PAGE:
I was born towards the end of the baby boom, and I cannot remember a day of my childhood that did not have a Sword of Damocles hanging over it. That sword was nuclear war, and the accepted certainty of an eventual nuclear war between the US and the USSR among the civil authorities, academics, and the society in general infused many of us with a stark, ruthless belief: we shouldn't expect to live for very long.
I believe any truly comprehensive understanding of the latter 20th Century requires an understanding of this attitude. It was arguably a contributing factor to many of the social trends appearing in the US in the post WW2-era, particularly those trends toward the self-indulgent and especially self-destructive behaviors that grew out of a simple, "I had better get/buy/do/take it now, or I may never." Things like "The Me Generation". From rampant drug use to peoples' interest in conspicuous consumption versus savings, a myriad of issues has been affected by this overriding fatalism- and I'd like to hear about them.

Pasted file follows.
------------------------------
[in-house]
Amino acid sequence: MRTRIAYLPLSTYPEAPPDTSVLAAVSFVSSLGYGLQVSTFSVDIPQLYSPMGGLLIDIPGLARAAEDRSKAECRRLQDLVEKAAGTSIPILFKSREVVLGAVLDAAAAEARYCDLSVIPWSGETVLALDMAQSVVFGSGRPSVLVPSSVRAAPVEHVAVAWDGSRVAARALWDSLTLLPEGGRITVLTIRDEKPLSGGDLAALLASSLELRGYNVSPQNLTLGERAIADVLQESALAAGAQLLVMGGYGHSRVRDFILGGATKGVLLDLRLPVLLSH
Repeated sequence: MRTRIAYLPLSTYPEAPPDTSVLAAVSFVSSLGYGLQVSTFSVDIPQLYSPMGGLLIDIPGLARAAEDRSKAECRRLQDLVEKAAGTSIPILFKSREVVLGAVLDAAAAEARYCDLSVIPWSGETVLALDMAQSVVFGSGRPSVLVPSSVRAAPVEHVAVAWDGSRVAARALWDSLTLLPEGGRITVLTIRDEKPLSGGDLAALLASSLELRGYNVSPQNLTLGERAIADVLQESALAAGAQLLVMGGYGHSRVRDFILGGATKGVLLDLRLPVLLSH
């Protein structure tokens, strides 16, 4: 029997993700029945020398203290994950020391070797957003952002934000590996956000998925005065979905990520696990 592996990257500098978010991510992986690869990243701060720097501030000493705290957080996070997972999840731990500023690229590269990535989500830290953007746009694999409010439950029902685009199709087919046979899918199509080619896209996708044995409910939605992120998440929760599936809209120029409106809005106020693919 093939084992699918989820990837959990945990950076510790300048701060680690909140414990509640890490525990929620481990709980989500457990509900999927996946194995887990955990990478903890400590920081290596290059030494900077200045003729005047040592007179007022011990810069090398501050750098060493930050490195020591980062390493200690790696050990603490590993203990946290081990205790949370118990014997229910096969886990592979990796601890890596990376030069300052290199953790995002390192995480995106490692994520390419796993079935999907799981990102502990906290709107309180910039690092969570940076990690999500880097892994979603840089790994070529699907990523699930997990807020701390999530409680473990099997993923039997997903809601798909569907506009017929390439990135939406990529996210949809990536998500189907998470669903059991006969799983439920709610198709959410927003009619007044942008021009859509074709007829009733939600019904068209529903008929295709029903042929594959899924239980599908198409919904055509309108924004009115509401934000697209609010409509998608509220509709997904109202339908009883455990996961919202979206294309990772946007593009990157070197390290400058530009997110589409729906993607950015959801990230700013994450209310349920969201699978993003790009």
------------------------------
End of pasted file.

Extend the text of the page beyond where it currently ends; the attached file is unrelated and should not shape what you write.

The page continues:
Therefore, for the first time, I am actively soliciting comments. If you grew up during the Cold War, or remember the time, tell me your story! How did the Cold War affect you childhood? Post a brief account of your thoughts and experiences in the Comments, and let's see where this leads!
Also, welcome, and thank you for visiting the site. My regards to the Firedoglake community, from whose comments grew this post.